Writing a better dating profile
Also, your photos send a message beyond “me IRL.” They reflect your taste and your judgment.
Shirtless photos for men (or bikini photos for women) say “I vacation on the Jersey Shore, pump my fist to house music, use tons of hair gel and probably have at least one tribal / Chinese symbol tattoo.” Myspace-style chin-down eyes-up pouty-face selfies say, “I want to look pretty and am not particularly intelligent.” Far-away vacation shots say, “Have I mentioned that I travel? Use proper punctuation and make sure most of the words are spelled correctly.
But only one of those things should be listed on your internet dating profile.
So, welcome to Internet Dating Bootcamp, where I'll teach you how to trick unsuspecting users into thinking you’re actually cool and normal. You need to be you in your online dating profile, but the process of creating one is a good time to think about what kindergarten teachers call “being your best self at school.” If you’re attracted to Type-A go-getter types who get up at 6am to exercise, emphasize your similar love of hard work. Want someone who shares your taste for obscure French films? No, not everyone wants to date a carbon copy of themselves, but most of us want to be with someone with some overlapping interests.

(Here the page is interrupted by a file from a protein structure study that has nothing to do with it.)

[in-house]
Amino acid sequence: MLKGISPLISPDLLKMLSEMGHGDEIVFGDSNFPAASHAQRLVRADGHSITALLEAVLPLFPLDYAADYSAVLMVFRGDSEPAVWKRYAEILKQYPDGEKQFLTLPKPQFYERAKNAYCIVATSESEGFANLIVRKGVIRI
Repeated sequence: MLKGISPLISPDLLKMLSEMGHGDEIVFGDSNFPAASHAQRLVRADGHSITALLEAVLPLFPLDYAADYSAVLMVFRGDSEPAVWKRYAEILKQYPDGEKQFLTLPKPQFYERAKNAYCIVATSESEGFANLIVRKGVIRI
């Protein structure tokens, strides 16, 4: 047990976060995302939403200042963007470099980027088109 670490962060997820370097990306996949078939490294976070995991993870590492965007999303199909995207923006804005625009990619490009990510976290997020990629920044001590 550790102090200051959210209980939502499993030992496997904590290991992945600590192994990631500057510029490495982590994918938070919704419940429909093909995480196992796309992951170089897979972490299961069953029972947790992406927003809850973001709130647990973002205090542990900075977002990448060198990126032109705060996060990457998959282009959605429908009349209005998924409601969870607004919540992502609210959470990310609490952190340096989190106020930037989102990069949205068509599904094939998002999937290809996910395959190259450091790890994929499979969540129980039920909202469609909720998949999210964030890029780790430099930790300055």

If you like low-key creative types, share what it is you make. Put forward the version of yourself that’s most attractive to the person you’re trying to see naked.
The obvious points of picking photos are to make them (1) flattering, and (2) accurate.
That photo where your skin looks all glowy and you can’t see your cankles? But the photo from 6 years, 25 pounds and two high-stress jobs ago?
And while online dating can be a great way to meet folks who share your particular sexual preferences or fetishes, tread carefully and remember that your actual face is attached to the information you’re putting up.